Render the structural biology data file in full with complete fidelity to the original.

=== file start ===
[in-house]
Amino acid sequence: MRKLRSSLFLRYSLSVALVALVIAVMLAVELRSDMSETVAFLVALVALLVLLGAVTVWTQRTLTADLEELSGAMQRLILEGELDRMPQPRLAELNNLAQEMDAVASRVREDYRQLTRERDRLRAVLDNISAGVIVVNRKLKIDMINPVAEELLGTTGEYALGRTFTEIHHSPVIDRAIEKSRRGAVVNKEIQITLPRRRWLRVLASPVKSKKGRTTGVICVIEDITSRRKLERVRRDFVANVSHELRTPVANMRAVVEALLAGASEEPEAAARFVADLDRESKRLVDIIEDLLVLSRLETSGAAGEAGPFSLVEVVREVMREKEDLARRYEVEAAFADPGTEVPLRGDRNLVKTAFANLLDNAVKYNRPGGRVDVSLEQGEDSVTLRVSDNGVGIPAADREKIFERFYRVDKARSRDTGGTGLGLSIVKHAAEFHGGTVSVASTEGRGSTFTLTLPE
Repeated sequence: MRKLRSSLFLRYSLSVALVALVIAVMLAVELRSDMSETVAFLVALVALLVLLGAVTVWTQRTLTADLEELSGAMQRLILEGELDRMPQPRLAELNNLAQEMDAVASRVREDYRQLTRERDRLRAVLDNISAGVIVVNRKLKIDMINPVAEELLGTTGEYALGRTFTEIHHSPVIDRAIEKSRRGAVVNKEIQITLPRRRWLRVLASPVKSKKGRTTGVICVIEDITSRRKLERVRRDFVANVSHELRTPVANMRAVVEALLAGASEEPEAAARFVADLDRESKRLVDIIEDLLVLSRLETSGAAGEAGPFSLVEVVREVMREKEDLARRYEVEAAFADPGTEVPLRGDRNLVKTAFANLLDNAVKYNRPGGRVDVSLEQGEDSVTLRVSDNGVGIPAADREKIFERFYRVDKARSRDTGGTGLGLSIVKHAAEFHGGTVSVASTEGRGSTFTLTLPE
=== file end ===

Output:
[in-house]
Amino acid sequence: MRKLRSSLFLRYSLSVALVALVIAVMLAVELRSDMSETVAFLVALVALLVLLGAVTVWTQRTLTADLEELSGAMQRLILEGELDRMPQPRLAELNNLAQEMDAVASRVREDYRQLTRERDRLRAVLDNISAGVIVVNRKLKIDMINPVAEELLGTTGEYALGRTFTEIHHSPVIDRAIEKSRRGAVVNKEIQITLPRRRWLRVLASPVKSKKGRTTGVICVIEDITSRRKLERVRRDFVANVSHELRTPVANMRAVVEALLAGASEEPEAAARFVADLDRESKRLVDIIEDLLVLSRLETSGAAGEAGPFSLVEVVREVMREKEDLARRYEVEAAFADPGTEVPLRGDRNLVKTAFANLLDNAVKYNRPGGRVDVSLEQGEDSVTLRVSDNGVGIPAADREKIFERFYRVDKARSRDTGGTGLGLSIVKHAAEFHGGTVSVASTEGRGSTFTLTLPE
Repeated sequence: MRKLRSSLFLRYSLSVALVALVIAVMLAVELRSDMSETVAFLVALVALLVLLGAVTVWTQRTLTADLEELSGAMQRLILEGELDRMPQPRLAELNNLAQEMDAVASRVREDYRQLTRERDRLRAVLDNISAGVIVVNRKLKIDMINPVAEELLGTTGEYALGRTFTEIHHSPVIDRAIEKSRRGAVVNKEIQITLPRRRWLRVLASPVKSKKGRTTGVICVIEDITSRRKLERVRRDFVANVSHELRTPVANMRAVVEALLAGASEEPEAAARFVADLDRESKRLVDIIEDLLVLSRLETSGAAGEAGPFSLVEVVREVMREKEDLARRYEVEAAFADPGTEVPLRGDRNLVKTAFANLLDNAVKYNRPGGRVDVSLEQGEDSVTLRVSDNGVGIPAADREKIFERFYRVDKARSRDTGGTGLGLSIVKHAAEFHGGTVSVASTEGRGSTFTLTLPE